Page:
Q: After doing this for awhile do find yourself speaking in acronyms a lot?

A: Yes, and (also) I think just in abbreviation. You use the shorthand so it's pretty hard to break away from it because that's what you're reading all the time. I have a friend of mine who is a clinical application nurse and we're always talking like that. 

Q: What's the best part of your job?

A: To me, you're telling the patient's story. Oftentimes it's like a puzzle to put it together. I really enjoy trying to solve that puzzle.

Q: What's the hardest part?

A: Sometimes it can be really sad. You're seeing people on their worst day, especially during the COVID pandemic. It was really tough through all of 2020.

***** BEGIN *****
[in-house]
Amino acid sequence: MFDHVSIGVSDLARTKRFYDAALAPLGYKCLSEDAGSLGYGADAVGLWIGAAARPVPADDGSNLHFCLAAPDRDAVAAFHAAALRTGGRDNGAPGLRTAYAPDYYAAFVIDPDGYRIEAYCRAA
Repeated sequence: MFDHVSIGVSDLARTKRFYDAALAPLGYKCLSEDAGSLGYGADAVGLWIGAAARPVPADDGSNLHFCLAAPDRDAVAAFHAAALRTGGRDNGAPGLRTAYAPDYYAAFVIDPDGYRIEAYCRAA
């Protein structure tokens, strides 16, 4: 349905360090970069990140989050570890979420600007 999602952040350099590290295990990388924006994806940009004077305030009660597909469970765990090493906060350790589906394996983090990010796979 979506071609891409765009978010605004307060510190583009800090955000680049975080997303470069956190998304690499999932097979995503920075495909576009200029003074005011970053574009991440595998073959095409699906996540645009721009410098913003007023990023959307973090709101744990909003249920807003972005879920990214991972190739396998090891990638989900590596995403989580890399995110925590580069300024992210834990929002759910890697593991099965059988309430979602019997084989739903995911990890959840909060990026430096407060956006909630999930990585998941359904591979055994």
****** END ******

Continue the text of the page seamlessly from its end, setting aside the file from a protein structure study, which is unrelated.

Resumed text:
Q: COVID seems to have affected everything in health care. Has it changed medical coding? 

A: Absolutely. Every year there's an update to the code. That always happens in October. We have some new codes come in and some are deleted and changed. In April (2020) they had an emergency session and actually had to create a code for COVID. We had no way to capture it.

Q: What advice would you give to someone who wanted to do what you do?

A: For me it was tough because I was coming from a job where I was on my feet all day in an active and busy environment. I thought am I going to like this? So there could be that fear there. But I say go for it. If it's something you're interested in try it. It's been life-changing actually. I've gone from a trainee to just a regular coder and now I'm at a senior status. I have four certifications. It's provided me with the ability to make a real good income, invest more for my home, pay for my education. I never thought I'd be here seven years after I started. It's been a great trajectory for me. 

Tony Dobrowolski can be reached at tdobrowolski@berkshireeagle.com or 413-496-6224.